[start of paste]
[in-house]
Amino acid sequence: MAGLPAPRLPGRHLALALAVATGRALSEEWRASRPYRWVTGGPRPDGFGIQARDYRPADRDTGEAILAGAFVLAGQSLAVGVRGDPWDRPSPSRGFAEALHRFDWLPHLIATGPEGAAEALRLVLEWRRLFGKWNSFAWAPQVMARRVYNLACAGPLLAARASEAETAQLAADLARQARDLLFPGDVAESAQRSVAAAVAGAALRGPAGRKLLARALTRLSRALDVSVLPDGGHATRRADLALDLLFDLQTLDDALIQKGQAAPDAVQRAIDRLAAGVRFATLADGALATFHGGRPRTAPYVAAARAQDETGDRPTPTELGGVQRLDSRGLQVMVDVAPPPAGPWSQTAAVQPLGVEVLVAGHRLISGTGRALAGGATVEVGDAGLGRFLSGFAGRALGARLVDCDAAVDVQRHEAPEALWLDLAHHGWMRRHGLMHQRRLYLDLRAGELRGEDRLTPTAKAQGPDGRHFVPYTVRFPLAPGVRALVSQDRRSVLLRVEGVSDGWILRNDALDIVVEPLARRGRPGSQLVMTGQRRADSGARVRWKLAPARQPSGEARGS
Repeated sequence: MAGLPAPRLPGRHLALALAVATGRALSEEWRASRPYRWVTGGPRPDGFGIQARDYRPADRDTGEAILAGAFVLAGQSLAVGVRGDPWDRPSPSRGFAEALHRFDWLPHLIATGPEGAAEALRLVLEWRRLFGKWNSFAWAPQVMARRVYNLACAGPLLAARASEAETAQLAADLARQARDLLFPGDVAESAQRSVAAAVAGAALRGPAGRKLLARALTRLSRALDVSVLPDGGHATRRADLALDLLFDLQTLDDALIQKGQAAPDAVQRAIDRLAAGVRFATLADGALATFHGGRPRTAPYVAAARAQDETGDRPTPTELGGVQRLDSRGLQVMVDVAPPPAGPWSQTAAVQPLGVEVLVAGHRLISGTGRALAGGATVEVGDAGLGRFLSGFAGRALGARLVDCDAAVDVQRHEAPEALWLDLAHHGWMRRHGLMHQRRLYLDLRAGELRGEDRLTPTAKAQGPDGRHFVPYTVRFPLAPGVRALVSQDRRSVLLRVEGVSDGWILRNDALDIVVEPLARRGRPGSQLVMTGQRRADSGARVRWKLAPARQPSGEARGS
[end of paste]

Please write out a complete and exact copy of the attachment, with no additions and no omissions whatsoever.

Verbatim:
[in-house]
Amino acid sequence: MAGLPAPRLPGRHLALALAVATGRALSEEWRASRPYRWVTGGPRPDGFGIQARDYRPADRDTGEAILAGAFVLAGQSLAVGVRGDPWDRPSPSRGFAEALHRFDWLPHLIATGPEGAAEALRLVLEWRRLFGKWNSFAWAPQVMARRVYNLACAGPLLAARASEAETAQLAADLARQARDLLFPGDVAESAQRSVAAAVAGAALRGPAGRKLLARALTRLSRALDVSVLPDGGHATRRADLALDLLFDLQTLDDALIQKGQAAPDAVQRAIDRLAAGVRFATLADGALATFHGGRPRTAPYVAAARAQDETGDRPTPTELGGVQRLDSRGLQVMVDVAPPPAGPWSQTAAVQPLGVEVLVAGHRLISGTGRALAGGATVEVGDAGLGRFLSGFAGRALGARLVDCDAAVDVQRHEAPEALWLDLAHHGWMRRHGLMHQRRLYLDLRAGELRGEDRLTPTAKAQGPDGRHFVPYTVRFPLAPGVRALVSQDRRSVLLRVEGVSDGWILRNDALDIVVEPLARRGRPGSQLVMTGQRRADSGARVRWKLAPARQPSGEARGS
Repeated sequence: MAGLPAPRLPGRHLALALAVATGRALSEEWRASRPYRWVTGGPRPDGFGIQARDYRPADRDTGEAILAGAFVLAGQSLAVGVRGDPWDRPSPSRGFAEALHRFDWLPHLIATGPEGAAEALRLVLEWRRLFGKWNSFAWAPQVMARRVYNLACAGPLLAARASEAETAQLAADLARQARDLLFPGDVAESAQRSVAAAVAGAALRGPAGRKLLARALTRLSRALDVSVLPDGGHATRRADLALDLLFDLQTLDDALIQKGQAAPDAVQRAIDRLAAGVRFATLADGALATFHGGRPRTAPYVAAARAQDETGDRPTPTELGGVQRLDSRGLQVMVDVAPPPAGPWSQTAAVQPLGVEVLVAGHRLISGTGRALAGGATVEVGDAGLGRFLSGFAGRALGARLVDCDAAVDVQRHEAPEALWLDLAHHGWMRRHGLMHQRRLYLDLRAGELRGEDRLTPTAKAQGPDGRHFVPYTVRFPLAPGVRALVSQDRRSVLLRVEGVSDGWILRNDALDIVVEPLARRGRPGSQLVMTGQRRADSGARVRWKLAPARQPSGEARGS